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Wednesday, June 29

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Review Mon Jun 21 2010

Estilo D.F.

"I'm hungry. Let's get a taco." - Mr. White (Harvey Keitel), Reservoir Dogs.

Growing up occasionally my sisters and I would get excited because it was "Taco Night!"

Mom would breakout the yellow Ortega box (replete with pre-fried shells, a packet of mildly spiced meat seasoning, and taco sauce), pan fry some ground beef, add the spice packet, stuff the mostly salty/slightly spicy beef into the shells, and top them with the taco sauce, some cheese, chopped tomatoes and shredded lettuce. It was an exercise in removing all the ethnic influence (and flavor) from one of the greatest ethnic dishes ever created.

Scary, no?

That's why when I needs the flavor, a trip to the local taqueria is just what the doctor ordered, and only three blocks away is Huraches Dona Chio (1547 W. Elmdale).

Going to Huaraches Dona Chio feels a little bit like going to a speakeasy. It's just off the corner of Clark and Ridge right before the alley. If you're not actively looking for it, you'll miss it, and if you are, you'd be forgiven for thinking it's anything other than a restaurant. Hell, for the first year I lived in Edgewater, I swore it was a hair salon.

As you enter, it's almost inevitable that the AC unit above the door will drip water on you, and if you're not careful, you'll stumble down three steps into the restaurant; much to your chagrin and the amusement of other patrons.

The first thing you'll notice is how small this place is. No joke. There's probably only room for about 18 folks so long as everyone is being friendly. Really friendly, if you catch my drift. Seriously, more than 12 folks and the place starts to feel uncomfortably small.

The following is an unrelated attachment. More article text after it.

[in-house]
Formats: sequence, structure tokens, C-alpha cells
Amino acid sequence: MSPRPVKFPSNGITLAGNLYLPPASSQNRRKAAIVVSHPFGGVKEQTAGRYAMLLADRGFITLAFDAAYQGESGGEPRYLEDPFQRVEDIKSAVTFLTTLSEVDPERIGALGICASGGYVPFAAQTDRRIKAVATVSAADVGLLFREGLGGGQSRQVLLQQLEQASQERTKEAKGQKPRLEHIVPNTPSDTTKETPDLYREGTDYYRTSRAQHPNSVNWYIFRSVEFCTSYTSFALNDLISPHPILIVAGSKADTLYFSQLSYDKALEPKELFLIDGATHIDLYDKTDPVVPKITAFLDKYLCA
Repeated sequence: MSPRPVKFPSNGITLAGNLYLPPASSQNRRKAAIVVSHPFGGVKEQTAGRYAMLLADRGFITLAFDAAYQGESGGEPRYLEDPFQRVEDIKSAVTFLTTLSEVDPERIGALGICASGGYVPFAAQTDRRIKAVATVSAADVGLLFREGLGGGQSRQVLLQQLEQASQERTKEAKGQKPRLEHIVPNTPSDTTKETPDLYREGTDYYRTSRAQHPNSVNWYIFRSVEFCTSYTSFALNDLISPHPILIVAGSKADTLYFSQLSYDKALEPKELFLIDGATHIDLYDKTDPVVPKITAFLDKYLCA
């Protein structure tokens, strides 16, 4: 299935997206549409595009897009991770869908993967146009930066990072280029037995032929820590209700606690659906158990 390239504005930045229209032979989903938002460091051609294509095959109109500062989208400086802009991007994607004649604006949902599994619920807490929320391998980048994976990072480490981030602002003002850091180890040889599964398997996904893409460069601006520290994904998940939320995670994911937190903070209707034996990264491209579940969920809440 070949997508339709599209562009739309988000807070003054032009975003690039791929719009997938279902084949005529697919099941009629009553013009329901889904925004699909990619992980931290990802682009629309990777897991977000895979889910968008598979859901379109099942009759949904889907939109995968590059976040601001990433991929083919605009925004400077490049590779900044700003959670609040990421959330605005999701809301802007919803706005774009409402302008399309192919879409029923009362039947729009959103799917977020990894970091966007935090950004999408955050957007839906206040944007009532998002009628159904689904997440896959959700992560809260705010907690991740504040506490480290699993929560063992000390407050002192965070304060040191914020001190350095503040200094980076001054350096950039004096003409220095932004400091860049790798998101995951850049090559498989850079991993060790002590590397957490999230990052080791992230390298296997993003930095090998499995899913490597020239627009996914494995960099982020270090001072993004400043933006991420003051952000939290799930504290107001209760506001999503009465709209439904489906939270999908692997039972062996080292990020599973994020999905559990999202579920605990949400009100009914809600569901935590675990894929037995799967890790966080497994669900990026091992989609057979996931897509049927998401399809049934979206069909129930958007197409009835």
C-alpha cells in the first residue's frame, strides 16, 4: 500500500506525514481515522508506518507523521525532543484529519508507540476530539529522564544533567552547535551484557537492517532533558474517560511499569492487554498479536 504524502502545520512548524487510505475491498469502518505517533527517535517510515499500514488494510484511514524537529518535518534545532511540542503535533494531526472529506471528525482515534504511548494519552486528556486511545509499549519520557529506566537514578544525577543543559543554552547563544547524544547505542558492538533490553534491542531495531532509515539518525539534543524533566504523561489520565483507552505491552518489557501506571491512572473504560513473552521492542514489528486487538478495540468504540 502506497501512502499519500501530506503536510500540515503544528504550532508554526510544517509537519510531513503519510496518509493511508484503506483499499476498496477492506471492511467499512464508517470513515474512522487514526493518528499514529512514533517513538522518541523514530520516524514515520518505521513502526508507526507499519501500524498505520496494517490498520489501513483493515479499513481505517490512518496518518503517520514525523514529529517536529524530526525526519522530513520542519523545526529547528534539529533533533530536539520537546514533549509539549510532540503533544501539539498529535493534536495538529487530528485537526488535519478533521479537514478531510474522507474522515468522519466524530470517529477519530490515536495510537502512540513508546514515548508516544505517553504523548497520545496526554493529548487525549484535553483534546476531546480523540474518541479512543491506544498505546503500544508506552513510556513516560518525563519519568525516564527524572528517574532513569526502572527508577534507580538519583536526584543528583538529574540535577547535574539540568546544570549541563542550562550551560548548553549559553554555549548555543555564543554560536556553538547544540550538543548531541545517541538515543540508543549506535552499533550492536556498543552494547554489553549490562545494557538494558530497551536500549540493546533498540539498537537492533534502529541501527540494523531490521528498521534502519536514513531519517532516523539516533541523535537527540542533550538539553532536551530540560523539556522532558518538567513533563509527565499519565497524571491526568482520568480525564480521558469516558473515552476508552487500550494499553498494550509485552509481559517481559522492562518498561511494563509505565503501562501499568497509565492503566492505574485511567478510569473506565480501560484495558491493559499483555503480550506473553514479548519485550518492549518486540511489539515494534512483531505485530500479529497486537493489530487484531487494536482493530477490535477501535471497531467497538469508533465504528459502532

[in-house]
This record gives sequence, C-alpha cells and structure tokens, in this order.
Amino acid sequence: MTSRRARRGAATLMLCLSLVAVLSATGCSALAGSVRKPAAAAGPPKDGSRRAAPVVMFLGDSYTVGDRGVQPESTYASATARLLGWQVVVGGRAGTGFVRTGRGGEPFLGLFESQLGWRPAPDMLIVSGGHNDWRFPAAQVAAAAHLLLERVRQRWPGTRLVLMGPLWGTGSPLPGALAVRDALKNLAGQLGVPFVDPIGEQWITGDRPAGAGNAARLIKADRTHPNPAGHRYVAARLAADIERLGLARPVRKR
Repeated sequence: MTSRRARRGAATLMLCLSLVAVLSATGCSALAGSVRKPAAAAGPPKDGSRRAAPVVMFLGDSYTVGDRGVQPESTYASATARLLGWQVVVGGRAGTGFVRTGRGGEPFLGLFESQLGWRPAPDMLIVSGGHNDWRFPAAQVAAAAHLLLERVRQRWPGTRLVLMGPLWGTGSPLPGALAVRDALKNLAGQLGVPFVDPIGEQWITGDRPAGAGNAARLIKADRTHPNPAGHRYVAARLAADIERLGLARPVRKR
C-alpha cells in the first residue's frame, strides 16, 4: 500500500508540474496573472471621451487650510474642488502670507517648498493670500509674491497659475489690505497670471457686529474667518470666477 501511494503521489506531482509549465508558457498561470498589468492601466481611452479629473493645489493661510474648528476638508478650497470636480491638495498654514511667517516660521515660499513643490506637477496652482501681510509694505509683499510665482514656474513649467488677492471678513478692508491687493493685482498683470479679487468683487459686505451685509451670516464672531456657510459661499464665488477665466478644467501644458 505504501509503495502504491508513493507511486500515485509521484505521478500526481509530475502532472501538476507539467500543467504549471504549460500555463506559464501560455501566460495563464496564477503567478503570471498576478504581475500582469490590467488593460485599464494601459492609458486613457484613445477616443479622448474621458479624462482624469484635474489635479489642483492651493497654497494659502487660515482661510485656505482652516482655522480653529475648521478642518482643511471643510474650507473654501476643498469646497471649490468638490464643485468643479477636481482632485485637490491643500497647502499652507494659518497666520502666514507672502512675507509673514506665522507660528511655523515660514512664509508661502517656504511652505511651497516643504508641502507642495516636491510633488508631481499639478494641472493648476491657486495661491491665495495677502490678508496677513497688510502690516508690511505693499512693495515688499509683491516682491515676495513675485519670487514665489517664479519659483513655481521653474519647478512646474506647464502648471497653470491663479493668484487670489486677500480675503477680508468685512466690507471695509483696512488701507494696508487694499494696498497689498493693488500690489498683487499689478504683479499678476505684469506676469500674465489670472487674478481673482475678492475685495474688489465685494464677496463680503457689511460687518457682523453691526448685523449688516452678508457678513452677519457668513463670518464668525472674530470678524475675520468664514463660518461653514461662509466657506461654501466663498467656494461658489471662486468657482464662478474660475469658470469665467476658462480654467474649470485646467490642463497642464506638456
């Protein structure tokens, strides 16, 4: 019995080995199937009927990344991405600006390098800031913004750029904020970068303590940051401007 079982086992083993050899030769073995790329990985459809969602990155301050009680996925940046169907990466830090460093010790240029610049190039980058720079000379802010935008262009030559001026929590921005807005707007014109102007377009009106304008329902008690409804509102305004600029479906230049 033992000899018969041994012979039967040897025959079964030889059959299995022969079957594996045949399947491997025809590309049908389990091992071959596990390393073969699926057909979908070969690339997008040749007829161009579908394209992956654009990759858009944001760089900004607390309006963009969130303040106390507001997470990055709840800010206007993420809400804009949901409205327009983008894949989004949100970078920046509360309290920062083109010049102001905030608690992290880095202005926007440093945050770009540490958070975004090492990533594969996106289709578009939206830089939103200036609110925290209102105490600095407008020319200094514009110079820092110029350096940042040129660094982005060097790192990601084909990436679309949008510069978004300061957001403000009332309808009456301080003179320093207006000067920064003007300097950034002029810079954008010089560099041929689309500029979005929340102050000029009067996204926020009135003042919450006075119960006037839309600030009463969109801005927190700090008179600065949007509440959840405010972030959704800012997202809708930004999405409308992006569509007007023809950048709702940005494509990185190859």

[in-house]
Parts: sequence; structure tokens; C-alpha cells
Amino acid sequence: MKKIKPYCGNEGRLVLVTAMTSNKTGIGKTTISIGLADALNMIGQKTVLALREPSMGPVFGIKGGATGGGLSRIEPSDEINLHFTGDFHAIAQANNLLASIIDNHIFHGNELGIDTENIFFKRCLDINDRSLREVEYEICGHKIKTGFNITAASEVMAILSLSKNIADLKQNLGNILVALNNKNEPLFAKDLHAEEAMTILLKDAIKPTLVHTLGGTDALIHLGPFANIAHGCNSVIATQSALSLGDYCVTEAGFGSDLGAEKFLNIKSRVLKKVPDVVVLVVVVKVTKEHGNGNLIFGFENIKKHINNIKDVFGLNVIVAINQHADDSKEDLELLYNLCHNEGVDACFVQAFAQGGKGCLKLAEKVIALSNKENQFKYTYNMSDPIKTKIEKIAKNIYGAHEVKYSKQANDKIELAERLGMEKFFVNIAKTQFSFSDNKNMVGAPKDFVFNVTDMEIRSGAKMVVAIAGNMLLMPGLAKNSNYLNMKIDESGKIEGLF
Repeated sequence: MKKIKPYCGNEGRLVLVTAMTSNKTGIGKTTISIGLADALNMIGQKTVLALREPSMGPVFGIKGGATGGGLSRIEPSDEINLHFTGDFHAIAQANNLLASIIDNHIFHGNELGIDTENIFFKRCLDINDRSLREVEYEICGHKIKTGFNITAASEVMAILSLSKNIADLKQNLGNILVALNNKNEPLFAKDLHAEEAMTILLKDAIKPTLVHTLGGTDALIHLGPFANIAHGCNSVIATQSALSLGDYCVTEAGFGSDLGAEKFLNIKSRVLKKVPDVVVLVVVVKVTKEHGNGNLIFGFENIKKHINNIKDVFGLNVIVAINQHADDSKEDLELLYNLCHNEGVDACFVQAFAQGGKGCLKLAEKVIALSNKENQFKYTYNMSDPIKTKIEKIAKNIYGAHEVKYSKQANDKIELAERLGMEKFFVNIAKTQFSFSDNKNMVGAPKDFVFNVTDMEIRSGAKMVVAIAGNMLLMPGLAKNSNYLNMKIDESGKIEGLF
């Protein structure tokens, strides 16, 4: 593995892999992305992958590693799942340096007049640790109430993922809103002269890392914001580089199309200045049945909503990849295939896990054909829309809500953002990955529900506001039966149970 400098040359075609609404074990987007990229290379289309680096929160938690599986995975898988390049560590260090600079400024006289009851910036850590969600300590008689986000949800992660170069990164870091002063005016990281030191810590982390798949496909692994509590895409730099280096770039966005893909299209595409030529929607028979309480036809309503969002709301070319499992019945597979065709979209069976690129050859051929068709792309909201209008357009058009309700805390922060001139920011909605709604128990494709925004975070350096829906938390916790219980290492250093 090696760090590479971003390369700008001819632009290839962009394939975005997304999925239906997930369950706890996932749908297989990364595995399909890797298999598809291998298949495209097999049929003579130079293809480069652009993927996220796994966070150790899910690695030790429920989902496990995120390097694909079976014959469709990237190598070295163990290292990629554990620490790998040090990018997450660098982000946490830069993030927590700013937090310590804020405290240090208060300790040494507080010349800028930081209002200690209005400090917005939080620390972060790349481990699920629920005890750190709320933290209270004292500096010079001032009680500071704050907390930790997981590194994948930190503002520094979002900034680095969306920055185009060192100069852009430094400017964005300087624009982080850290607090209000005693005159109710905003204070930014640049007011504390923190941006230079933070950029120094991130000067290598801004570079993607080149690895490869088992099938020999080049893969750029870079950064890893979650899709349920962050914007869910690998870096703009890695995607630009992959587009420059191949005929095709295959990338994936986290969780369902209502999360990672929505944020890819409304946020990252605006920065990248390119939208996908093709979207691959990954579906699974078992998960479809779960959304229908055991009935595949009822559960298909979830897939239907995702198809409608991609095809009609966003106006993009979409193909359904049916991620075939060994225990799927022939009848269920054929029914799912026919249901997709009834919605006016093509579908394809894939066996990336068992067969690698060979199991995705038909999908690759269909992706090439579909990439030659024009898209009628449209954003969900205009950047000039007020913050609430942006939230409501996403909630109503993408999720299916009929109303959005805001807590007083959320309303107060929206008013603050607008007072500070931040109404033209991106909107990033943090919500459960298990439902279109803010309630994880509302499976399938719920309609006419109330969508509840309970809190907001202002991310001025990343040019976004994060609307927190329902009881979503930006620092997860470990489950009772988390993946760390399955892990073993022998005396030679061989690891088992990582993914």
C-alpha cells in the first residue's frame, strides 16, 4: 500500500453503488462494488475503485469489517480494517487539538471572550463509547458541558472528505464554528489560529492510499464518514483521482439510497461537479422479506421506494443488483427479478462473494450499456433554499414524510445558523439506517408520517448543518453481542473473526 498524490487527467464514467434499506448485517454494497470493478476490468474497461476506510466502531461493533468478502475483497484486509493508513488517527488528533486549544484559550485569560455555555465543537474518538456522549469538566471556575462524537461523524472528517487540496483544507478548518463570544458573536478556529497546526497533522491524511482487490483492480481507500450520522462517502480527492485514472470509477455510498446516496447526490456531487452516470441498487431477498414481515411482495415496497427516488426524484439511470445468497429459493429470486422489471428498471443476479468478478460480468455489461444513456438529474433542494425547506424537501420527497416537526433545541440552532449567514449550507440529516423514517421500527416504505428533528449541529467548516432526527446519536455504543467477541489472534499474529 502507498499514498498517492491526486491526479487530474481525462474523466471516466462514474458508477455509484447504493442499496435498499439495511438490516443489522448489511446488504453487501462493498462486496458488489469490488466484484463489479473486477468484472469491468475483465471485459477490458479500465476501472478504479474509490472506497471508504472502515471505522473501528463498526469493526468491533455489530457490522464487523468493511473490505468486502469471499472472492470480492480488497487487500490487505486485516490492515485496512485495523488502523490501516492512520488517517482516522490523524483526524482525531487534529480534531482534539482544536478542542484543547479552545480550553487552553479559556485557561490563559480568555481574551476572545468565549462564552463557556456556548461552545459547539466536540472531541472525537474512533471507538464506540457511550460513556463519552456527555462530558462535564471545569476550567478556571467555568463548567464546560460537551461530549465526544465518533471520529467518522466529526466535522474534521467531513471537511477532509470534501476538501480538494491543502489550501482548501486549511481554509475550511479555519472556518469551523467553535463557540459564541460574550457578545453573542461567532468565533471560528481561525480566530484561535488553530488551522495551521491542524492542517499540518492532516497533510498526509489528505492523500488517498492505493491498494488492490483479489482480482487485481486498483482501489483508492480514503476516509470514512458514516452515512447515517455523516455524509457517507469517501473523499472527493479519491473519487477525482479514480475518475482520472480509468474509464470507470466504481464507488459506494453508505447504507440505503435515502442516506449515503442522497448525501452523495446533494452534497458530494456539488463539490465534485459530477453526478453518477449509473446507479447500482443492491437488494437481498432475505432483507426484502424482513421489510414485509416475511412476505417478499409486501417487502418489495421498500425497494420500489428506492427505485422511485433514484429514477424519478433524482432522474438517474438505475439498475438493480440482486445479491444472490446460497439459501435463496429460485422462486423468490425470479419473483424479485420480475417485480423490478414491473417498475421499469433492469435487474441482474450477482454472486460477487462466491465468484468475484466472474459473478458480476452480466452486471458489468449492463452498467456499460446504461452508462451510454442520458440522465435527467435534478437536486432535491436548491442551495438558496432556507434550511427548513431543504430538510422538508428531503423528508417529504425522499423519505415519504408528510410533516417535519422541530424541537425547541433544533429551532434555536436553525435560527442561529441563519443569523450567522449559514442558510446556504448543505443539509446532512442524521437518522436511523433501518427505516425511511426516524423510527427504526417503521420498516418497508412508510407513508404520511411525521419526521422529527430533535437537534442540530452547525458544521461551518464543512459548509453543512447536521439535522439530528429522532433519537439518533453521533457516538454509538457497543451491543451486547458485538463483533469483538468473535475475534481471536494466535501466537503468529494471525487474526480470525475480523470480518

But you don't go to Huaraches Dona Chio for the ambiance or the elbow room. You go for the food. We're talking huraches as big as your face, and topped with fresh Chihuahua cheese and other delicious toppings like chorizo, carne asada, al pastor, tinga, lengua, huitlacoche, et al.

While the huaraches are amazing, and definitely worth trying the first time you visit, I would heartily recommend making it a point to order a couple of tacos. Starting with a big-ass tub of masa dough right next to a tortilla press, you can tell that the owners are all about making food right. Unlike some taquerias where you see the cook toss a couple of pre-made tortillas on the griddle, at Huaraches Dona Chio your tortilla starts as fresh dough, is worked by hand, and then pressed when you order it. Then it's loaded up with the fillings of your choice and brought to your table piping hot.

You can get other toppings (like cheese and avocado), but I would encourage you to keep it simple and get your tacos with the traditional onions and cilantro.

Lengua Tacos.JPG

I'm a sucker for the lengua tacos, and from the earthy and sweet corn tortilla to the big beefy flavor of the lengua, the tacos here are awesome. Add a bit of the salsa verde if you want a hint of tart and tangy to compliment the onion and cilantro, or you can add a bit of salsa roja for a smoky, sweet, and spicier compliment to the lengua. Hell, I'd pull a Mary Poppins and put either on a spoon just to make the medicine go down.

Salsa Roja 1.JPG

Did I mention that these tacos are zoggin' huge? As you've seen from the pictures above two of them just about cover a plate, and both are loaded with plenty of meat. For only $3 a pop (for the lengua, two-fiddy for all others), you can fill up here for less than $7 including a beverage. I would suggest the Horchata. Cinnamon/almond/cream deliciousness without a hint of dairy. Good for the lactose intolerant and vegetarians among us.

So if you find yourself on the North Side and in need of some taco lovin', make your way to Huaraches Dona Chio. The food is tasty, filling, and inexpensive. And if the place is packed, take your order to-go, stroll east and enjoy your food in the park next door. It'll be worth it.

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Matthew / June 21, 2010 9:59 PM

It's HuAraches.

Abigail / June 25, 2010 12:06 PM

One of my favorite places to eat!

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Feature Thu Dec 31 2015

The State of Food Writing

By Brandy Gonsoulin

In 2009, food blogging, social media and Yelp were gaining popularity, and America's revered gastronomic magazine Gourmet shuttered after 68 years in business. Former Cook's Illustrated editor-in-chief Chris Kimball followed with an editorial, stating that "The shuttering of Gourmet reminds...
Read this feature »

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